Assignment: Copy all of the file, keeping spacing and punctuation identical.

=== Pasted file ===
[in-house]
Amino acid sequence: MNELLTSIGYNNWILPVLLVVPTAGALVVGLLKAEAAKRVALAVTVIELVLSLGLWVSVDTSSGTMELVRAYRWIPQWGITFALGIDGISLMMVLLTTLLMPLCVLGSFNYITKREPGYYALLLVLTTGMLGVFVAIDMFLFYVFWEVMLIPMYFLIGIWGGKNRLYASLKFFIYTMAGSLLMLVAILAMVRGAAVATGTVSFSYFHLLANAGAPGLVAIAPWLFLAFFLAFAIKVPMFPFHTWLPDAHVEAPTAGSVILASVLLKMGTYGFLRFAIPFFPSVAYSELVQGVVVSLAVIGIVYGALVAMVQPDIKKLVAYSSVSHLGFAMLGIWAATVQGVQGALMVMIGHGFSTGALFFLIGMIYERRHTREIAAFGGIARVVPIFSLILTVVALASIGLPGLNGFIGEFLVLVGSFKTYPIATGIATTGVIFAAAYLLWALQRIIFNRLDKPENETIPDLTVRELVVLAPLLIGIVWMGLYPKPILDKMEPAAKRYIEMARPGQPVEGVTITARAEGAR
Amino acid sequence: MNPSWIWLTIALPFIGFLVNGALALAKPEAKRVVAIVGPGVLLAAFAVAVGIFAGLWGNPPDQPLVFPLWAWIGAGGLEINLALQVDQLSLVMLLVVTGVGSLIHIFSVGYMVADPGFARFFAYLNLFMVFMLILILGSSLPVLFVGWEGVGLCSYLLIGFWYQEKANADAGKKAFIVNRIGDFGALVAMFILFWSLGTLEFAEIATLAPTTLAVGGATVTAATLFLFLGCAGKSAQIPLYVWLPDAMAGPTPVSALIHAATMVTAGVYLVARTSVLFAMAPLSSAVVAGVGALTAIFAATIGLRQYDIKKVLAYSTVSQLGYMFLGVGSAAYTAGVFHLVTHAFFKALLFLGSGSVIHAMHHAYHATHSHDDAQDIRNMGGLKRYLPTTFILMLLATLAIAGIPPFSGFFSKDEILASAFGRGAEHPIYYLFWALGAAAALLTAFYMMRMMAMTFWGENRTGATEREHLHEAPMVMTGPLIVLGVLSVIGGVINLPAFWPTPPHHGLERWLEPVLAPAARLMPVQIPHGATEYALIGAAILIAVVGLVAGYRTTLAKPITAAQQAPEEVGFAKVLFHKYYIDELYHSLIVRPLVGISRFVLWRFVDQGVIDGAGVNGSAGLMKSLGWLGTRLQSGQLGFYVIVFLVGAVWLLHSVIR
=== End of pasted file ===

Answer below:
[in-house]
Amino acid sequence: MNELLTSIGYNNWILPVLLVVPTAGALVVGLLKAEAAKRVALAVTVIELVLSLGLWVSVDTSSGTMELVRAYRWIPQWGITFALGIDGISLMMVLLTTLLMPLCVLGSFNYITKREPGYYALLLVLTTGMLGVFVAIDMFLFYVFWEVMLIPMYFLIGIWGGKNRLYASLKFFIYTMAGSLLMLVAILAMVRGAAVATGTVSFSYFHLLANAGAPGLVAIAPWLFLAFFLAFAIKVPMFPFHTWLPDAHVEAPTAGSVILASVLLKMGTYGFLRFAIPFFPSVAYSELVQGVVVSLAVIGIVYGALVAMVQPDIKKLVAYSSVSHLGFAMLGIWAATVQGVQGALMVMIGHGFSTGALFFLIGMIYERRHTREIAAFGGIARVVPIFSLILTVVALASIGLPGLNGFIGEFLVLVGSFKTYPIATGIATTGVIFAAAYLLWALQRIIFNRLDKPENETIPDLTVRELVVLAPLLIGIVWMGLYPKPILDKMEPAAKRYIEMARPGQPVEGVTITARAEGAR
Amino acid sequence: MNPSWIWLTIALPFIGFLVNGALALAKPEAKRVVAIVGPGVLLAAFAVAVGIFAGLWGNPPDQPLVFPLWAWIGAGGLEINLALQVDQLSLVMLLVVTGVGSLIHIFSVGYMVADPGFARFFAYLNLFMVFMLILILGSSLPVLFVGWEGVGLCSYLLIGFWYQEKANADAGKKAFIVNRIGDFGALVAMFILFWSLGTLEFAEIATLAPTTLAVGGATVTAATLFLFLGCAGKSAQIPLYVWLPDAMAGPTPVSALIHAATMVTAGVYLVARTSVLFAMAPLSSAVVAGVGALTAIFAATIGLRQYDIKKVLAYSTVSQLGYMFLGVGSAAYTAGVFHLVTHAFFKALLFLGSGSVIHAMHHAYHATHSHDDAQDIRNMGGLKRYLPTTFILMLLATLAIAGIPPFSGFFSKDEILASAFGRGAEHPIYYLFWALGAAAALLTAFYMMRMMAMTFWGENRTGATEREHLHEAPMVMTGPLIVLGVLSVIGGVINLPAFWPTPPHHGLERWLEPVLAPAARLMPVQIPHGATEYALIGAAILIAVVGLVAGYRTTLAKPITAAQQAPEEVGFAKVLFHKYYIDELYHSLIVRPLVGISRFVLWRFVDQGVIDGAGVNGSAGLMKSLGWLGTRLQSGQLGFYVIVFLVGAVWLLHSVIR